A message from 5 national bookers…

This week’s entry is for those who work the road, specifically one-nighters, mostly as feature acts.  This, I believe, is a large bulk of the industry, especially in the Midwest.  A lot of comics, including myself, get these gigs off of mailing lists.  Bookers email a few hundred of us at a time with an email that looks like this…

Who’s open?

1)West Plains, AK.
    (SAT)
    FEB 11
   $125 Plus Hotel
2) Gray Oaks, MI.
    (SAT)
    FEB 18
   $125 Plus Hotel

If we’re open, we reply back which gigs we’d be willing to work.  Usually we don’t get them because we’re up against hundreds of others.  It’s pretty much like applying to a job because the emails are basically “help wanted” ads.

To get on these mailing lists is not easy though I explain the process in my book.  One thing I didn’t go into enough detail on was the reply etiquette.  I took it for granted that comics who were trying to get work would have some.  So here are the pet peeves and tips from the bookers I emailed with about this problem:

1.  Be professional!  Don’t use slang or curse words.

2.  Decide ahead of time if you’re under/over qualified.  Stop writing, “I normally headline…” …they hate that.  Headlining some of these road gigs is nothing to pat yourself on the back for.

3.  Don’t lie about yourself.  We all talk to each other and have the internet.

4.  Only respond to the dates given.  Don’t write, “I can’t do that but do you have it open for the next month?”  The bookers are trying to book their dozens of rooms, not worry about your individual career.  And you’d better be able to do it.  Canceling goes on your record!

5.  Don’t ask for extra money.  Most of these gigs haven’t exactly been “selling out” since the economy crashed in ’08.

6.  Don’t ask to bring your own opener.  When you get to that point in your career you’ll be allowed.  Hint:  That point in your career doesn’t involve mass emails for bookings.  (By the way, my book also includes an extensive list of reasons, some with dignity, most without, about why headliners bring their own openers.  So ladies in your first year of comedy who are already featuring for someone who brought you along…you should probably read it).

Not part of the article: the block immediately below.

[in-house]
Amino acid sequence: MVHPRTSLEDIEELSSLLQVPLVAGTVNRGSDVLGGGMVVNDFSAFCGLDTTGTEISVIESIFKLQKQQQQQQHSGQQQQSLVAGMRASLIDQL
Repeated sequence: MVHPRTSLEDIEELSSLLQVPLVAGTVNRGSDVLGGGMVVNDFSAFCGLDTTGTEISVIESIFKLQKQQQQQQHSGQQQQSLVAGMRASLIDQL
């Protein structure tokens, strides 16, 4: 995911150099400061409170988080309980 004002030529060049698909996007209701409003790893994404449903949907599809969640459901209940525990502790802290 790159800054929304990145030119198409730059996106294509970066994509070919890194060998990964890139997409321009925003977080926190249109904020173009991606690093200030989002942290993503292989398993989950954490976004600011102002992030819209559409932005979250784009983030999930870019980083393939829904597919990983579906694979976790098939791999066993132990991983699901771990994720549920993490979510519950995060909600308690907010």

7.  Writing ‘I might be able to do it, I’ll know in 3 weeks.  Can you hold it for me till then?’  No.  Absolutely not.

8.  Do not follow-up.  This isn’t a business job where they’re looking for extra effort.  They have enough emails in their inbox without you following up.

9.  Coming up with a lame excuse/ begging as to why THEY should get the gig… ‘My dad just died of polio, I wrecked my car, it’s perfect routing, I could really use the money’ is also looked down upon.

10.  When you reply, just write which gig (with date) you are available for and include your name and phone number.  Nothing else is needed.  Write the email in standard letter form.  DO NOT CALL THEM.

There you have it.  All ten of these were given to me by various bookers who were all happy to share this with you.  And again, more tips on how to make money in Don’t Wear Shorts on StageAvailable by clicking HERE.

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About Rob Durham

With an English Degree, three years as a doorman at the Columbus Funnybone, over a decade of stand-up experience, and a recent certification in teaching high school English class, writing a book seemed like the next inevitable step for Rob Durham. The son of a coach, Rob has an excellent ability to teach and explain things in the easiest and most direct way possible. His (often labeled ridiculous) memory allows him to think of every possible situation that a new comic might face because at one point he was there too. Rob gives an inside look at comedy that doesn’t sugarcoat the challenges every performer faces. Without ego and the myth that “anyone can do it” Rob gives the reader a true feel of what living the so-called dream feels like, from preparing for that first open mic night to touring the country. View all posts by Rob Durham

2 responses to “A message from 5 national bookers…

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